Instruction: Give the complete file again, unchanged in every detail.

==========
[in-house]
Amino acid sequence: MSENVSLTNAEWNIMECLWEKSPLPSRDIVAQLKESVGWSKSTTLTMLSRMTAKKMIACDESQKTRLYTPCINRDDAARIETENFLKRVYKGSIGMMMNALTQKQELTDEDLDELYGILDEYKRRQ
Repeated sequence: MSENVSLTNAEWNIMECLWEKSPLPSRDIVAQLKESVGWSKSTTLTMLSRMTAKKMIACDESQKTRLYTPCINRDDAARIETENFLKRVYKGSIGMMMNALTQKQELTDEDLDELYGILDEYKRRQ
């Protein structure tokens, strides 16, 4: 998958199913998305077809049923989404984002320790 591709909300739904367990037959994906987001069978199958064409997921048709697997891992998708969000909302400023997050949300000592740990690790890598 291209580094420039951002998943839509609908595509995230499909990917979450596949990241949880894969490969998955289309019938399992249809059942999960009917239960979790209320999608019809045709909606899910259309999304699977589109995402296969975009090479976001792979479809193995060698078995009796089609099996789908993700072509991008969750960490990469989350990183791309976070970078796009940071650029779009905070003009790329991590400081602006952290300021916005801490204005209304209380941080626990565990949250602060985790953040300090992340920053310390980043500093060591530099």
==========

[in-house]
Amino acid sequence: MSENVSLTNAEWNIMECLWEKSPLPSRDIVAQLKESVGWSKSTTLTMLSRMTAKKMIACDESQKTRLYTPCINRDDAARIETENFLKRVYKGSIGMMMNALTQKQELTDEDLDELYGILDEYKRRQ
Repeated sequence: MSENVSLTNAEWNIMECLWEKSPLPSRDIVAQLKESVGWSKSTTLTMLSRMTAKKMIACDESQKTRLYTPCINRDDAARIETENFLKRVYKGSIGMMMNALTQKQELTDEDLDELYGILDEYKRRQ
């Protein structure tokens, strides 16, 4: 998958199913998305077809049923989404984002320790 591709909300739904367990037959994906987001069978199958064409997921048709697997891992998708969000909302400023997050949300000592740990690790890598 291209580094420039951002998943839509609908595509995230499909990917979450596949990241949880894969490969998955289309019938399992249809059942999960009917239960979790209320999608019809045709909606899910259309999304699977589109995402296969975009090479976001792979479809193995060698078995009796089609099996789908993700072509991008969750960490990469989350990183791309976070970078796009940071650029779009905070003009790329991590400081602006952290300021916005801490204005209304209380941080626990565990949250602060985790953040300090992340920053310390980043500093060591530099």